Philanthropy A to Z
E – Environments: Mass Audubon Society & Salt Pond Areas Bird Sanctuaries
Text by Sarah Tietje-Mietz
The iconic landscape of Cape Cod is a reason so many hold this region dear. Thankfully, Mass Audubon and Salt Pond Areas Bird Sanctuaries are ensuring that the distinct environments, and the flora and fauna found within, will be preserved and conserved for generations to come.
Established 124 years ago “to protect the nature of Massachusetts for people and for wildlife,” Mass Audubon safeguards over 38,000 acres throughout the state, including six sanctuary sites open to the public on the Cape, two on Nantucket and one on Martha’s Vineyard. These protected environments are conduits for creating the lasting relationships that help ensure their protection. Ian Ives, sanctuary director at Mass Audubon’s Long Pasture Wildlife Sanctuary in Barnstable, says that “Once you fall in love with nature, then you feel the responsibility to care for it. And, so much of what Mass Audubon does is about connecting people with nature.”
Mass Audubon creates these connections through robust public programming, partnerships with local schools and organizations, and even establishing a licensed nature preschool at Long Pasture that runs fall to spring. Trail systems through the sanctuaries provide visitors a front-row experience to the unique Cape Cod ecosystems. Lush marshes, sandy beaches and woodlands are filled with opportunities to catch glimpses of dragonflies, turtles, birds and more. If boots-on-the-ground and get-your-hands-dirty volunteering is for you, Mass Audubon is always looking for help with various activities including summer visitor services docents, ecological management like native plant gardening, wildlife surveys and a host of property-related help.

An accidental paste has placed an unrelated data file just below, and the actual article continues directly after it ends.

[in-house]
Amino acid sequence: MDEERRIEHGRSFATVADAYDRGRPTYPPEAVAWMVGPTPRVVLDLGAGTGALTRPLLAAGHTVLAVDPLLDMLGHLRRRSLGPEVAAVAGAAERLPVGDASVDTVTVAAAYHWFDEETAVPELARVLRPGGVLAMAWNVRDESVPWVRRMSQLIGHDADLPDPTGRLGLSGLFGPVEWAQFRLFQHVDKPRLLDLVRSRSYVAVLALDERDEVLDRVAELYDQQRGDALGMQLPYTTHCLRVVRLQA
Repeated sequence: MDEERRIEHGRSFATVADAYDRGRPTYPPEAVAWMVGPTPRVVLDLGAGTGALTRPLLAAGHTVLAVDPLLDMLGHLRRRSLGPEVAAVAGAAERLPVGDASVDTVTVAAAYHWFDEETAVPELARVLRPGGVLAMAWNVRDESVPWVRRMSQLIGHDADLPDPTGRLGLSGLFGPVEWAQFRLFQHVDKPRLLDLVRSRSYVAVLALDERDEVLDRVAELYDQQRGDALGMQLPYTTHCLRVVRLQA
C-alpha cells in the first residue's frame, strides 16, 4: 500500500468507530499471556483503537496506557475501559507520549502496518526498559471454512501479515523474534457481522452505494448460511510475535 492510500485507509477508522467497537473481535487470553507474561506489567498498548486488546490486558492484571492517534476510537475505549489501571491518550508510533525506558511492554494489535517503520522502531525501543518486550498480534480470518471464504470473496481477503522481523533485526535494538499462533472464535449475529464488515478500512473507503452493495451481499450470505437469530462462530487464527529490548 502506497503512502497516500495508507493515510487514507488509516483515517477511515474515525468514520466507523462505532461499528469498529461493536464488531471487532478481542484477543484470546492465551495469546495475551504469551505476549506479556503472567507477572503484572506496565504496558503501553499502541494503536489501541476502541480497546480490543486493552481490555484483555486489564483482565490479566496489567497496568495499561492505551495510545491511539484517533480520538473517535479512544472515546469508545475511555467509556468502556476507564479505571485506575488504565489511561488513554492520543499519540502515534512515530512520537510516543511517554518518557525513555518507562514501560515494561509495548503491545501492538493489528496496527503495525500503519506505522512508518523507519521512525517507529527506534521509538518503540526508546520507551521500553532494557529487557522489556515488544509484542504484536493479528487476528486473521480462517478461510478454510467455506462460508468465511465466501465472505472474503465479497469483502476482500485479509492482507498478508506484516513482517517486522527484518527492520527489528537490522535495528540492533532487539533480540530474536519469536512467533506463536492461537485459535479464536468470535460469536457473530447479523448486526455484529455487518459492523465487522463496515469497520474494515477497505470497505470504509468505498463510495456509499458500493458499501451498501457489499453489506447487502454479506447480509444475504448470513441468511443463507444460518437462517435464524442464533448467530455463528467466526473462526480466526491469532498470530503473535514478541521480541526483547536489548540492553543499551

For Salt Pond Areas Bird Sanctuaries, the connection with Mass Audubon goes deeper than their shared focus on conservation. It was Mass Audubon that assisted Salt Pond Founder, Ermine Watkins Lovell, in establishing the Salt Pond committee within Mass Audubon in 1960. Once Lovell established a separate nonprofit, the lands previously overseen by the committee went to Salt Pond Areas Bird Sanctuaries. Focused on the Falmouth area, they own and oversee multiple properties, around 250 acres in total. From the wave-battered crag of the Knob in Woods Hole to the pastoral trails winding through historic Bourne Farm in West Falmouth, Salt Pond has dedicated their efforts to “preserving and maintaining open space in Falmouth” since incorporating as a nonprofit in 1962.
Katharine M. Taylor, Salt Pond’s executive director who has been with the organization since 1997, credits their spaces with providing the ideal environments for kids to disconnect from the digital and connect with the spectacular natural world around them. With just two full-time and two part-time staff members, including land stewards, Taylor says that they are always looking for dedicated volunteers to lead nature walks, join the board, fundraise and assist with hallmark events like pumpkin day at Bourne Farm.
Looking towards the future, Mass Audubon and Salt Pond see the work they do for the Cape Cod communities expanding. At Long Pasture Wildlife Sanctuary, a brand-new discovery center will be opening for public use next April, while the Knob will be undertaking repairs to the protective outer rock revetment. Both projects are essential enhancements for the sites, and are made possible through the generosity of donors, with fundraising efforts still ongoing.
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